In some ways, floods seem an almost inevitable phenomenon for a country with such a high degree of urbanisation. It is no secret that the more urbanised an area, the more likely floods will occur.  The process brings with it 2 necessary evils – the disappearance of soil cover which promotes infiltration rather than overland flow which is a major flow that contributes to floods as well as the introduction of impervious urban surfaces such as concrete which reduces the time taken for rainfall to end up in a river in the first place. Moreover, to add salt to the wound, studies such as those by NASA’s Tropical Rainfall Measuring Mission (TRMM) have shown that the Urban Heat Island Effect results in urban areas experiencing higher precipitation than rural areas due to higher air temperatures which induce cloud formation and, hence, rain. Surely, in a country that is 100% urban, floods should be a major feature of our weather and climate? In reality, Singapore has been spared of the kind of flash floods that we last saw in the 1960s and ’70s. This can be attributed to the use of an extensive urban drainage network that spreads throughout our island, successfully preventing floods.

Today, the Government’s response to the floods has been to explore the feasibility of engineering in reducing flooding by expanding drainage systems to increase their capacity for water. While they have said that no amount of engineering can prevent floods in Singapore, there are plans already underway in various areas to improve and extend drainage systems. However, there are concerns that this may not suffice in the future.

Floods can be prevented. But high levels of precipitation cannot, for the most part. The Government has been on track in implementing a variety of flood management measures to improve prevention, prediction, preparedness and protection. However, not enough is being done because flash floods continue to occur.

The problem probably lies in the fact that the Government has made fundamental gaps in long-term planning. A key mistake the Government intends to make was outlined in the 2013 Land Use Plan To Support Singapore’s Future Population through the proposal to cut through a stretch of the Central Catchment Nature Reserve to accommodate the construction of the Cross-Island MRT Line by 2030. Regardless of whether this may be an overground or underground line, it seems plausible that such construction might put pressure on the nearby MacRitchie Reservoir to contain more overland flow, leading to localised flooding. Thankfully, in response to a report by the Nature Society (Singapore), the Land Transport Authority (LTA) has said that no final decision will be made until an Environmental Impact Assessment has been conducted. Even so, the prospect of even more underground MRT lines popping up in the future raises the question of their impact on the hydrology of Singapore.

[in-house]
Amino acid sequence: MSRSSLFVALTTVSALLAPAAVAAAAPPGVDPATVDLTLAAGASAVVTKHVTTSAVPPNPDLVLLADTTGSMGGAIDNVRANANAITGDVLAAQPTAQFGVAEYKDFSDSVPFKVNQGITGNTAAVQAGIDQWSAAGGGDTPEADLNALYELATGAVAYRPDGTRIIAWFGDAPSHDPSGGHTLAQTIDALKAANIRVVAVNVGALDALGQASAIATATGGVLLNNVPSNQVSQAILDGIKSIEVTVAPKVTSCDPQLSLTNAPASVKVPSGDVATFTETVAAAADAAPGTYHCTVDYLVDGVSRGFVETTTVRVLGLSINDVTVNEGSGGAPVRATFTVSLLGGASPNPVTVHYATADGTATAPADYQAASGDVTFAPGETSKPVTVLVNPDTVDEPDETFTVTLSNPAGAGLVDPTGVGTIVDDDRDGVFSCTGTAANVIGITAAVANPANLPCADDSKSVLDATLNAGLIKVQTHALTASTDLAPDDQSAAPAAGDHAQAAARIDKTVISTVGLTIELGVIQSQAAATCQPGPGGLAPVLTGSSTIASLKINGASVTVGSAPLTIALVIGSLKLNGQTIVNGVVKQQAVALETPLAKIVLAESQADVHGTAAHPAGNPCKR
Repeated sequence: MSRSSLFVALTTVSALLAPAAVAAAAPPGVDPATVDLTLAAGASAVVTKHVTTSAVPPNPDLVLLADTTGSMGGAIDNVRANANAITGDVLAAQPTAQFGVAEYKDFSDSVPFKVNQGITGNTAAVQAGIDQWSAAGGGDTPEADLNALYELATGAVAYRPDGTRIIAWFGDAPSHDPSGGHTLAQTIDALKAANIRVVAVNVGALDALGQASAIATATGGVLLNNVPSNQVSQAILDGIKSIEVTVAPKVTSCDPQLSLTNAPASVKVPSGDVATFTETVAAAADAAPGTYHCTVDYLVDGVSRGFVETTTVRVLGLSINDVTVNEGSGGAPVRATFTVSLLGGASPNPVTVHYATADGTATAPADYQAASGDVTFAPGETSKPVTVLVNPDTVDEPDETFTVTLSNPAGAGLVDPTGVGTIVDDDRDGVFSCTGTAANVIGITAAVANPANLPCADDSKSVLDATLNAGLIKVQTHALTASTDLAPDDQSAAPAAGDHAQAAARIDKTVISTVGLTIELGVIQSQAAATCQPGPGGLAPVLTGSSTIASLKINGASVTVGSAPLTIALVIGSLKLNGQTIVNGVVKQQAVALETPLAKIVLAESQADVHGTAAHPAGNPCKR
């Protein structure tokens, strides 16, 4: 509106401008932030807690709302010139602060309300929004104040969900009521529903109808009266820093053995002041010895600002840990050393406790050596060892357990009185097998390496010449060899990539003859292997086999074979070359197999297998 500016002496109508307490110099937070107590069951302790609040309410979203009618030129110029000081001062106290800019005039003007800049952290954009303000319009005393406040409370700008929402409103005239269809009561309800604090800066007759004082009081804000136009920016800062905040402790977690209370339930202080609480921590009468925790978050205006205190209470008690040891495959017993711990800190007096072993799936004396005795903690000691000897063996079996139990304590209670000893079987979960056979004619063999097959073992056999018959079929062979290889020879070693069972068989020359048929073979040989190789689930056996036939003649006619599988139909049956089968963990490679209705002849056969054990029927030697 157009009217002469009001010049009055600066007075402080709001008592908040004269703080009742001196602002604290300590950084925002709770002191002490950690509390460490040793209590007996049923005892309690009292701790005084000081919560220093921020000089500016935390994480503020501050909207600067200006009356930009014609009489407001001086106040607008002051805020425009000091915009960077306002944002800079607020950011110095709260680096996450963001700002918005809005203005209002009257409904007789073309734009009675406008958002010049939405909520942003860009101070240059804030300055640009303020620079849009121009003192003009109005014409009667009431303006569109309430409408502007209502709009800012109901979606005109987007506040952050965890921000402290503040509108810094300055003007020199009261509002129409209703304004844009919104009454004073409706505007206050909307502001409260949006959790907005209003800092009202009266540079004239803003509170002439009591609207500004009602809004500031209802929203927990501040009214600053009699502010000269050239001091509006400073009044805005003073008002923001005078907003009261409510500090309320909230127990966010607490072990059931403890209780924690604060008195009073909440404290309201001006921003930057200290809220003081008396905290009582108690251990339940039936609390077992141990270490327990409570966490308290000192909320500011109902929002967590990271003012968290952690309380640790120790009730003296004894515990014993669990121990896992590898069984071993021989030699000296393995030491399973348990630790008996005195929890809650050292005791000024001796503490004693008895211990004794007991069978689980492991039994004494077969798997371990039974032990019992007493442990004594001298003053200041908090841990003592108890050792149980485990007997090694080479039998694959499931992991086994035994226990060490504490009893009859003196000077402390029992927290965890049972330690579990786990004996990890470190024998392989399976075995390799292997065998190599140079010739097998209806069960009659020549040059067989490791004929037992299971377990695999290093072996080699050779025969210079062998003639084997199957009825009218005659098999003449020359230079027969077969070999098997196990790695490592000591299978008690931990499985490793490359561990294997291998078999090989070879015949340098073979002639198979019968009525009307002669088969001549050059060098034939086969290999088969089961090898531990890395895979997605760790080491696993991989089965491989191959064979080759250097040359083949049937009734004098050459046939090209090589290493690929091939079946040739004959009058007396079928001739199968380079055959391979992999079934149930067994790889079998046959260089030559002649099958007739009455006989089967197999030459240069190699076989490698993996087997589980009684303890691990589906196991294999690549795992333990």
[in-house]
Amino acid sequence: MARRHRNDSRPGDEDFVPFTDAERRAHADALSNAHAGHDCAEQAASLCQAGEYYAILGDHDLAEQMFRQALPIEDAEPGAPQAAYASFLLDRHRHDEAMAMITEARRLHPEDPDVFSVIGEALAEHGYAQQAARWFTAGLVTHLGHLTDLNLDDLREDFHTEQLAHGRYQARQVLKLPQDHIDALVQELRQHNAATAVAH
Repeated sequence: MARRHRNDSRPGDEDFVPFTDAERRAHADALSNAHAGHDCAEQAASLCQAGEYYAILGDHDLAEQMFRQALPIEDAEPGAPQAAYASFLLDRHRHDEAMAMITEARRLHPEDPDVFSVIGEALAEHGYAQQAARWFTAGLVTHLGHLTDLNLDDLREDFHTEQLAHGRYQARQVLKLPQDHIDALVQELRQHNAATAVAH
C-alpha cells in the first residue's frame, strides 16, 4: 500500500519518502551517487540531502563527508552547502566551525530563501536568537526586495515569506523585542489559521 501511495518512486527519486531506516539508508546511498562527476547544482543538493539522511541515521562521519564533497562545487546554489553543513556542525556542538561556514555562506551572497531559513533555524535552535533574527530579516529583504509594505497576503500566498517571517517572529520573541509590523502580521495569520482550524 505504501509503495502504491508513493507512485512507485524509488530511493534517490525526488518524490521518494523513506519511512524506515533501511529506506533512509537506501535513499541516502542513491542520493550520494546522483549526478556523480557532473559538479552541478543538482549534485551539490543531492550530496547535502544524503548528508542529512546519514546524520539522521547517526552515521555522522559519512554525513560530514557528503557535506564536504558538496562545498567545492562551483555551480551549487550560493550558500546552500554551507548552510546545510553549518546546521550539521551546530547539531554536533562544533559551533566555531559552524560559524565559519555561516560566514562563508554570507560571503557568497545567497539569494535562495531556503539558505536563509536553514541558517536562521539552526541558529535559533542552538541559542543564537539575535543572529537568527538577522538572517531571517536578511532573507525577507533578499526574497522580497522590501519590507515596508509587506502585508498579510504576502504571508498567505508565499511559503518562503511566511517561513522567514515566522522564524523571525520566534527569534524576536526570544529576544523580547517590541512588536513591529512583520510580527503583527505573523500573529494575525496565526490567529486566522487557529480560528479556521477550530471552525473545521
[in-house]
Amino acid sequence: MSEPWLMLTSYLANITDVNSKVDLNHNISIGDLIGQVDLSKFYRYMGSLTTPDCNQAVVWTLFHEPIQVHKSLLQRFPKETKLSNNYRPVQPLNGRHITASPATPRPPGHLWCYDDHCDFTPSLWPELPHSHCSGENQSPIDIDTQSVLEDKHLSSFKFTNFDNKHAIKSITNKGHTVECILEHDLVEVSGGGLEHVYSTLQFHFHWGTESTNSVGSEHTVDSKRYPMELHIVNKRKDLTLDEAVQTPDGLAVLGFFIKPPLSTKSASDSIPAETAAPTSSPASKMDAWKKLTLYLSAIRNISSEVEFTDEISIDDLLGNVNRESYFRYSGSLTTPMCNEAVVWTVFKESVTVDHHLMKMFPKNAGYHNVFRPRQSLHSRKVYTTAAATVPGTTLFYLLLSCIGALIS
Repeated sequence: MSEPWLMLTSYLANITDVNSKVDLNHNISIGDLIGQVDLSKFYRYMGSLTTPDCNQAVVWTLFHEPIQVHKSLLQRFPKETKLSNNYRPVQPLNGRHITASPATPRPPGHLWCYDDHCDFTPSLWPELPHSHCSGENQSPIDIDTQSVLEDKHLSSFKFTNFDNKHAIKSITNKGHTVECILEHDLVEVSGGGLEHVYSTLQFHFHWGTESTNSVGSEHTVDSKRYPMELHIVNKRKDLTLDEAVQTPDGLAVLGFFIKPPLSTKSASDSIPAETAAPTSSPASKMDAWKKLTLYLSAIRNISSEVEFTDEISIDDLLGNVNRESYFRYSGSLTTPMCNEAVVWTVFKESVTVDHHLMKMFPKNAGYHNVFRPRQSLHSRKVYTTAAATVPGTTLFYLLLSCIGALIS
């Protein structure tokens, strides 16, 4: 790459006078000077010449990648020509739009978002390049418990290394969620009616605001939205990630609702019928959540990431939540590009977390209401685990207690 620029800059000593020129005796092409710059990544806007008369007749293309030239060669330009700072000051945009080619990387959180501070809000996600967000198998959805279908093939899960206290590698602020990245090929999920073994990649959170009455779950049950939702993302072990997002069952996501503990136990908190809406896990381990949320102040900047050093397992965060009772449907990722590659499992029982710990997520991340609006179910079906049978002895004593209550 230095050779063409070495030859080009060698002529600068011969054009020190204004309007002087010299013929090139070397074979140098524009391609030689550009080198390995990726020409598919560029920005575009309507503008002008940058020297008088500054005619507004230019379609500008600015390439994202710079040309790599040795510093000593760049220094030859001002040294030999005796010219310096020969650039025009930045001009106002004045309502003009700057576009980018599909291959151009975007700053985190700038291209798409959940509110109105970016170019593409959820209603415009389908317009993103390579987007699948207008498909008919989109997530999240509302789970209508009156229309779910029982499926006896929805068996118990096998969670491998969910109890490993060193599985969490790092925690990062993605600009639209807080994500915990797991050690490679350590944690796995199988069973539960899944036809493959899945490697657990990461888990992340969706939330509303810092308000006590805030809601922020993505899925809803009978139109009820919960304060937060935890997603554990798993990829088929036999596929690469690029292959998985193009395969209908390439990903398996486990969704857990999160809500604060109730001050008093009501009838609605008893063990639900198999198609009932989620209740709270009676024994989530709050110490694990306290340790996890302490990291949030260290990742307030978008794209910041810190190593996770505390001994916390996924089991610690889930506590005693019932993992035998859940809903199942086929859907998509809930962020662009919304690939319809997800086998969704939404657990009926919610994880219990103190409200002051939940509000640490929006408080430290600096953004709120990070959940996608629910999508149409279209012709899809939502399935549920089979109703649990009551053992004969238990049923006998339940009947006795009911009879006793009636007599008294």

Then there’s the question of anthropogenic climate change. Could it be that climate change can be blamed for bringing about unusually higher levels of precipitation in recent years? Why is it that we’ve been experiencing the kind of rainfall we usually receive in November – January (with the onset of the North East Monsoon), earlier? Frankly, at this point in time, it is difficult to substantiate such claims without any empirical data or further research to support them. But if this does indeed bear some truth at all, the Government should consider the possibility that climate change might just bring about higher-intensity or higher-frequency floods in the future when we least expect them to occur according to current weather patterns.


Singapore’s tropical equatorial climate is characterised by high year-round rainfall. However, certain periods are wetter due to the effect of NE monsoon.

Hence, in the longer term, perhaps these flash floods remind us that Singapore might consider playing a larger role in combating climate change on an international platform while, in the shorter term, the floods remind us that we need to fine-tune our flood management strategies. Above all, they serve as a reminder that human action can have differential degrees of impact on Singapore’s hydrology over various scales of time.


NASA. (2002, June 18). Nasa satellite confirms urban heat islands increase rainfall around cities. Retrieved from

National Environment Agency (NEA). (2013, June 03). Local climatology – climate of singapore. Retrieved from

Neo, C. (2013, July 19). Nature society proposes alternative route for cross island line. Channel News Asia. Retrieved from

Public Utilities Board (PUB). (2013, June 03). Flood management strategies. Retrieved from

Divide and Rule